The Pitt Vaccine Research Center is part of a consortium that received a $4.9 million grant from the Center for Epidemic Preparedness Innovation to develop a candidate vaccine for CFID-19.
Dr. Pitt will collaborate with Institut Pasteur, the French biomedical research centre, and Themis, a biotechnology company.
Our mission is to respond quickly to global epidemics such as COVID-19, to develop models of disease in animals and use them to express the efficacy of vaccine candidates such as recombinant measles viruses that express the CoV-2 gene region of SARS, said Paul Duprex, director of the Pitt CVR, in a press release.
In February, the university announced that it would receive samples of the new coronavirus to develop an intervention such as a vaccine.
The CEPI grant will be used to develop a measles vaccine candidate based on a modified measles vector platform as a means to deliver specific antigens to the immune system.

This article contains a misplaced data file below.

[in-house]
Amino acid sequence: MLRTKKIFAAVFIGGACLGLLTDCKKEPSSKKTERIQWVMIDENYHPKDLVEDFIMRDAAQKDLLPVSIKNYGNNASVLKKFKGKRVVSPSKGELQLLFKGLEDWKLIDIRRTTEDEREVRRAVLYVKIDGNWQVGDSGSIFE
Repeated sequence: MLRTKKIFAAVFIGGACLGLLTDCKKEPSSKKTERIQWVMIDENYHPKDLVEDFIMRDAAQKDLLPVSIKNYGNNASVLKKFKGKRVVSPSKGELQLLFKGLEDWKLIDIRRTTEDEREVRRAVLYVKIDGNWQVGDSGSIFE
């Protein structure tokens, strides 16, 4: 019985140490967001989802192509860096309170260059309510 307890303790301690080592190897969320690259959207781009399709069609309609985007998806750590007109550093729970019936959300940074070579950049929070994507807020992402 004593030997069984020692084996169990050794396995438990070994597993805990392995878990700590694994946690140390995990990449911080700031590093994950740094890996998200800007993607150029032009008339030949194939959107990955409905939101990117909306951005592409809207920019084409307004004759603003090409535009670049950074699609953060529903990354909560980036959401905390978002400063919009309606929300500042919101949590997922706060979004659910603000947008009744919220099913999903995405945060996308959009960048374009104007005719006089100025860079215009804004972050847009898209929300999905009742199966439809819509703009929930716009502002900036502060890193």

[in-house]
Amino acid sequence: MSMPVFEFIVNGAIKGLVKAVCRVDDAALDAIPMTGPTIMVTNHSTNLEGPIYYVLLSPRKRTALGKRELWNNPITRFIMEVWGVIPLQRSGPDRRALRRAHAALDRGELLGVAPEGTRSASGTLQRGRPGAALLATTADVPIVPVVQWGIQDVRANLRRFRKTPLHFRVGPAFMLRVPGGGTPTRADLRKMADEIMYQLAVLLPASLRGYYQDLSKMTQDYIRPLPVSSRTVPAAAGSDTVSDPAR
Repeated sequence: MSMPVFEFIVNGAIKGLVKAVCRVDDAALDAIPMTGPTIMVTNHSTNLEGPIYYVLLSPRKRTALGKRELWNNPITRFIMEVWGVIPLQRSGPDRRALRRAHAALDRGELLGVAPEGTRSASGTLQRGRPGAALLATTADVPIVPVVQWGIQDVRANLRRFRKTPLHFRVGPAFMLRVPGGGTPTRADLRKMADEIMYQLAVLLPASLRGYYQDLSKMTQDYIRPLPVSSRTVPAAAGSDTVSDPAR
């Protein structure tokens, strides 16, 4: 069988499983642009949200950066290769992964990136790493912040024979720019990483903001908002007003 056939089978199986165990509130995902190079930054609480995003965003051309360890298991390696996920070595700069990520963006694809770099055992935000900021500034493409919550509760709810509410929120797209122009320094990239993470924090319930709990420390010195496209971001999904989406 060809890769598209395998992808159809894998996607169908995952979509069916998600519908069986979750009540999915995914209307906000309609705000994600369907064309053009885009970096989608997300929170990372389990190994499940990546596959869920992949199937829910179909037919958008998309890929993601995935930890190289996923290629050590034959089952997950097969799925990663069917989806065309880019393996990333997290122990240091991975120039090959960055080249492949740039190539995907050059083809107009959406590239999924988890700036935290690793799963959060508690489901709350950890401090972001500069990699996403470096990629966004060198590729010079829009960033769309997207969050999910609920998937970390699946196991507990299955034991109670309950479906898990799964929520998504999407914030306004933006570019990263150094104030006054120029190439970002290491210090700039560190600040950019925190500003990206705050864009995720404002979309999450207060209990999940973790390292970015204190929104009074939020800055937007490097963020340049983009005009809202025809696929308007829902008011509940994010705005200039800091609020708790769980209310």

Within the COVID-19 working group, established in January 2020 following the isolation of coronavirus strains in France, the patented MV-SARS-CoV-1 technology was selected to develop the SARS-CoV-2 vaccine using our extensive experience with human measles vector technology, said Stewart Cole, President of Institut Pasteur, in a press release.
The funds provided by CEPI cover the costs of pre-clinical tests, the production of immunisation materials and the preparation of the first phase of immunisation tests.
So far, CEPI has invested in other universities around the world, such as the University of Hong Kong, the University of Oxford and the University of Queensland.
By investing in a number of partners and immunization technologies, we are giving ourselves the best chance to develop a vaccine that can divert KOVID-19 from our path, said CEPI Director General Richard Hatchett in a press release.